When our current team solidified at the very beginning of Morehead Production, we came from very different backgrounds. Jay, a designer and journalist; Pete, a motion graphics and compositor; and myself an animator. The one thing we did all had in common however was we had never done dome work. We have since learned from our mistakes starting out, and taken new steps to refining our processes to making dome shows. Among those changes has been our storyboarding.
This was our first show that we made, so our storyboards are closer to those for flat screens than domes. We saw there was a challenge of how to draw a storyboard accurately for the dome and tried to illustrate it, however once production and animation started it was clear the boards were very limited and ultimately not very useful.
Our second show, Magic Tree House, is an adaptation of the original analog show we had here at Morehead Planetarium. With the Zeiss’ retirement drawing closer, we were tasked to make a digital version of this show. Although nearly every scene was simply updated with better visuals, there was a sequence which we were able to re-imagine. This is where we thought to introduce the idea of drawing the storyboards in the dome itself. We found it was very successful, and there were no surprises when it came time for actual production because the composition of what you saw in the storyboards could translate directly to what we’d do in production. It took a little getting used to drawing with the distortion, but it was ultimately worth it.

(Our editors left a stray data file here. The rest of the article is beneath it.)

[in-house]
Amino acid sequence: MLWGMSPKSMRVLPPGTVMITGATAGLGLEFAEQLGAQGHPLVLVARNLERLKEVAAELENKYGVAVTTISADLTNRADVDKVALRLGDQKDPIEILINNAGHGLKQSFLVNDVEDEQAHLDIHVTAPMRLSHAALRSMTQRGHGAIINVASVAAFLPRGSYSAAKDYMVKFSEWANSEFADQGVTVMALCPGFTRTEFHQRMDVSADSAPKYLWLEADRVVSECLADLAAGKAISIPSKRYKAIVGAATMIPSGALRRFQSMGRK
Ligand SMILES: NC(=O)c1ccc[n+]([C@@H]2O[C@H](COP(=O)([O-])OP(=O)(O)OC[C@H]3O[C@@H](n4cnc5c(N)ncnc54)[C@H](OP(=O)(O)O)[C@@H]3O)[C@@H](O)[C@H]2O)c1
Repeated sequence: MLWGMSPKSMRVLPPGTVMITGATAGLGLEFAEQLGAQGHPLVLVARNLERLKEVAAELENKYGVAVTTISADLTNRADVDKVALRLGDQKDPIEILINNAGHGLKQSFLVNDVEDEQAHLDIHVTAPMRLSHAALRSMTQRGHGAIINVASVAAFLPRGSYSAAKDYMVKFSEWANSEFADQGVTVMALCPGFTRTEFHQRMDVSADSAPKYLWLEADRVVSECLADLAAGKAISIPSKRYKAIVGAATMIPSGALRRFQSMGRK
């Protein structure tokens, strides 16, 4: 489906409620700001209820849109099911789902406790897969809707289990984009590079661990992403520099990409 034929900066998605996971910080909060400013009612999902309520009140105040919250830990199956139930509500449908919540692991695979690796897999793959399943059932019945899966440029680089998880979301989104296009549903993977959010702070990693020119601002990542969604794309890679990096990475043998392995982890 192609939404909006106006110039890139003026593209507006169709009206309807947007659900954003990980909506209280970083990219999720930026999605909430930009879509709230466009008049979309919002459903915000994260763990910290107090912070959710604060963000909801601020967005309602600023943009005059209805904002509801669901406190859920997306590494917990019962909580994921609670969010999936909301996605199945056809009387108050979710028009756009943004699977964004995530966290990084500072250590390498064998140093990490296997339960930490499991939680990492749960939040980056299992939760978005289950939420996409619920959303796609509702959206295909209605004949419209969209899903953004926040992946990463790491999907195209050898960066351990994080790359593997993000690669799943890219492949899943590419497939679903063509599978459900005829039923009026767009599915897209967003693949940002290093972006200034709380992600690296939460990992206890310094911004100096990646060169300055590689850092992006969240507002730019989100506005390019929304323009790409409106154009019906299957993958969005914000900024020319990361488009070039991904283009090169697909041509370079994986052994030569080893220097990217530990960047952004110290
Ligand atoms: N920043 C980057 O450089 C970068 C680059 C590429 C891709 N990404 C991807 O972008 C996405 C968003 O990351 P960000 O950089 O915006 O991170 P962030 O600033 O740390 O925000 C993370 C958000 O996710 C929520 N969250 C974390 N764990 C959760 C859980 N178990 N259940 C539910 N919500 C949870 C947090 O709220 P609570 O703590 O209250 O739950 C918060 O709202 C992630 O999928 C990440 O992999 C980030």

After the success of storyboarding in the dome for Magic Tree House, it made the most sense to continue that practice with Solar System Odyssey. A challenge presented itself however, which was the element of a character driven show. In all our previous productions, there were either a small appearance of one character, or no characters at all. Solar System Odyssey had a staggering three characters on screen at nearly all times. It was because of this that we had to think and draw not only where the characters are on the screen, but also where the camera is going to give the best staging direction for our characters. This was where we introduced the idea of our ‘dance chart’, which we would make for each scene with characters. I also called it the Law and Order effect (in respect to one of my favorite shows on television).
Advances and evolutions we’ve been making in storyboard development took a strange turn for this show, The Longest Night. Not only was it to be our first show with significant amounts of live action in it, but it would be a collaboration between us and Paperhand Puppet Intervention. There were plenty of challenges already with storyboarding a hybrid of live action and digital environments, but added to that is taking the script and boards they drew and adapting it for the dome.
This is an example of one of the boards that Paperhand created before it was taken to the dome. We could get an idea of what was wanting to be seen, but we needed to be able to see it on the dome to get a better sense of scale and placement of the characters and environments. Using what we learned from shows in the past and adapting the dance chart to include ‘real world’ camera and ‘digital’ camera placement, we came up with an example seen here.
As I said in the title, this is our evolution of storyboarding. There will never be an end to the changes we make in our process as we learn and grow in the dome field. We will just keep applying and adapting what we have learned in the past to our work in the future.